Abstract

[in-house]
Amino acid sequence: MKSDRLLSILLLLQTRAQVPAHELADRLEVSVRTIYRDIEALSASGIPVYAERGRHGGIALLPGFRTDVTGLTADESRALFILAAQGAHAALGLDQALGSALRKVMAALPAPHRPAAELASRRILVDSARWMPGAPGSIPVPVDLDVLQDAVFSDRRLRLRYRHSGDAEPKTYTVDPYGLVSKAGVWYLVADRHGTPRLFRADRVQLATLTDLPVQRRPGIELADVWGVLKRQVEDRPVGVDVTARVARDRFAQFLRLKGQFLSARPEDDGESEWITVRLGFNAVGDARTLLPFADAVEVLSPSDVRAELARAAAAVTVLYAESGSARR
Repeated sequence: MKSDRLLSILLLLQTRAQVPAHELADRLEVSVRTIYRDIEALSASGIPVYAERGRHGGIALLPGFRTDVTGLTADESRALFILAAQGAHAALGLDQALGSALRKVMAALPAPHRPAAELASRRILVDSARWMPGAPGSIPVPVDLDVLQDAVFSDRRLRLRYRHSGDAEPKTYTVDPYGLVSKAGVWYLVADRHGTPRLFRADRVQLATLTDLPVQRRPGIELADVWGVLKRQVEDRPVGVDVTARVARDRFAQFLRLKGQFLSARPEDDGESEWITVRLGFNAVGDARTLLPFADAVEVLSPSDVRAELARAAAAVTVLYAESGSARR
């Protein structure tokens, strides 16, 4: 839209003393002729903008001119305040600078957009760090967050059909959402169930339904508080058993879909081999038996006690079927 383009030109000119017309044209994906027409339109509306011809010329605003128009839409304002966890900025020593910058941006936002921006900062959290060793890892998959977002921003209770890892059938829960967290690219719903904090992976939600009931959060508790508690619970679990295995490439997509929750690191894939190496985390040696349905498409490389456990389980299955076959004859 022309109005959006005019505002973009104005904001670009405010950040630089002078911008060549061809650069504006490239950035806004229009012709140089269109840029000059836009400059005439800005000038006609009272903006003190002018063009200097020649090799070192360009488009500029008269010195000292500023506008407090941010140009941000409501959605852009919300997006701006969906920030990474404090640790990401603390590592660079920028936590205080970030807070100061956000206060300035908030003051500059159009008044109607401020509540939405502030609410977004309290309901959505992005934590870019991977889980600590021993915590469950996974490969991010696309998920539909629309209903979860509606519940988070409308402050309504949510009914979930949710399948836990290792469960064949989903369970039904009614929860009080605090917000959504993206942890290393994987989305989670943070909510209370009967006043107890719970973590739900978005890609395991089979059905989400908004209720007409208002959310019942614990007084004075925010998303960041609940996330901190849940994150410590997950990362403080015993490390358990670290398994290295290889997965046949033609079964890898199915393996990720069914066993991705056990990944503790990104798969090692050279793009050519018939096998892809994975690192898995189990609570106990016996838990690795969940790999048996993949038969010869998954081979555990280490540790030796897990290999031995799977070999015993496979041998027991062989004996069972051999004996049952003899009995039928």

Based on the Theory of Planned Behavior, we investigate how early differences in venturing motivation inform the selection to become an intrapreneur for your employer rather than an independent entrepreneur. Using the combined PSED I & II data in a bivariate probit model with sample selection we analyze the effect of four motivational scales on the probability to self-select into nascent venturing and to be selected by an organization into nascent intrapreneurship. Our estimations address possible selection bias in occupational choice. We find that the same motives that make individuals less likely to start any sort of business make them more likely to be attractive candidates for intrapreneurship. We discuss implications for entrepreneurs, intrapreneurs, researchers, and policy makers.

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